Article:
PRC has production capabilities far outstripping all other theaters in the area, capabilities created and supported by the company’s role in the teaching programs of the Department of Dramatic Art. Every production at PlayMakers is a learning experience for both acting and theatre-tech students, and they supply a huge labor force while learning. For a show involving water on stage, with actors continually getting in and out of it, backstage work increases exponentially; for two alternating shows in which actors and their clothes must be dried before their next entrance, a backstage cast of thousands and many flow charts (pardon the expression) are required.

Julia Gibson as the psychologist, Gregory DeCandia as Apollo, and Nathaniel P. Claridad as Phaeton. Ari Picker on guitar. Photo: Michal Daniel for PRC.

Ari Picker, guitar; Julia Gibson,  Gregory DeCandia, and Nathaniel P. Claridad, during Phaeton’s tale.  Photo: Michal Daniel/ PRC.

Carey Cox in the rain, with Nilan Johnson and Nathaniel P. Claridad, in METAMORPHOSES. Photo: Michal Daniel for PRC.

Carey Cox as Eurydice in the rain, with Nilan Johnson and Nathaniel P. Claridad, in METAMORPHOSES. Photo: Michal Daniel for PRC.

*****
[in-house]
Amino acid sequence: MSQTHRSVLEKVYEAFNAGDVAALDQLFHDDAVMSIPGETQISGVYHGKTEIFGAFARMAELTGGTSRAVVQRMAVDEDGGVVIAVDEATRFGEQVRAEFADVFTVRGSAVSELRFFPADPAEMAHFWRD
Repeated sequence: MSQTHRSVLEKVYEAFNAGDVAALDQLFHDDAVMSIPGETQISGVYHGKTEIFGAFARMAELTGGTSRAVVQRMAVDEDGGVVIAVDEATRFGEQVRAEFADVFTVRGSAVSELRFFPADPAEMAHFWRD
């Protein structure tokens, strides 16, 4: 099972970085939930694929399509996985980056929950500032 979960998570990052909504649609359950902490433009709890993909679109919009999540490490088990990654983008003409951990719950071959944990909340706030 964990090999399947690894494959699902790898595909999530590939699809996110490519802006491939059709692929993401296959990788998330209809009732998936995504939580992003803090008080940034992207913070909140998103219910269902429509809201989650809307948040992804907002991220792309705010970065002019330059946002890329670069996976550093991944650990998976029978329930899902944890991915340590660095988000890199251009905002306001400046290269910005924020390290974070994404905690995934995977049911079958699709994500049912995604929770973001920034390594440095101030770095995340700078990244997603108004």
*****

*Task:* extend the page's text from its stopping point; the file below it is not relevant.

But one does not think about that while the stories unfurl and float away through the dark sea of mythic consciousness. One may think about time, or timelessness, or how much we are the same as the men and women who lived thousands of years ago and generated these mythic tales. One may be pierced or pinched by them to tears, so vivid are the stories and so exact their parallels to personal experiences. Just in case someone might have missed their relevance to contemporary issues, Zimmerman inserted a note-taking, jargon-speaking psychologist (well-played by Julia Gibson) into the story of Phaeton (Nathaniel P. Claridad) crashing and burning after taking his father (Gregory DeCandia) Apollo’s sun chariot for a disastrous spin. The script makes this a funny story, but most of them are not–though several do have happy conclusions. There’s not anything you can do to alleviate the pain of Orpheus, who just can’t not look back. But there is a kind of joy in the metamorphosis into seabirds of the grieving widow and her drowned husband, and celebration when Midas after much travail loses his golden touch and regains his live daughter. The great stories to live by are saved for the end, and by the end on opening night, the cast, most of whom are first and second year MFA students, had lost their initial stiffness and gotten into the rhythm (many of these actors also play in The Tempest which opened the night before, so some transitional moments can be forgiven). Both the story of Philemon and Baucis, an old, poor, couple who give hospitality to strangers, and thereby entertain the gods unaware; and the story of Eros and Psyche divided and reunited, are beautifully played. It’s wonderful to see these ancient myths brought to new life in young bodies, and to be reminded of  how, always changing, we never change.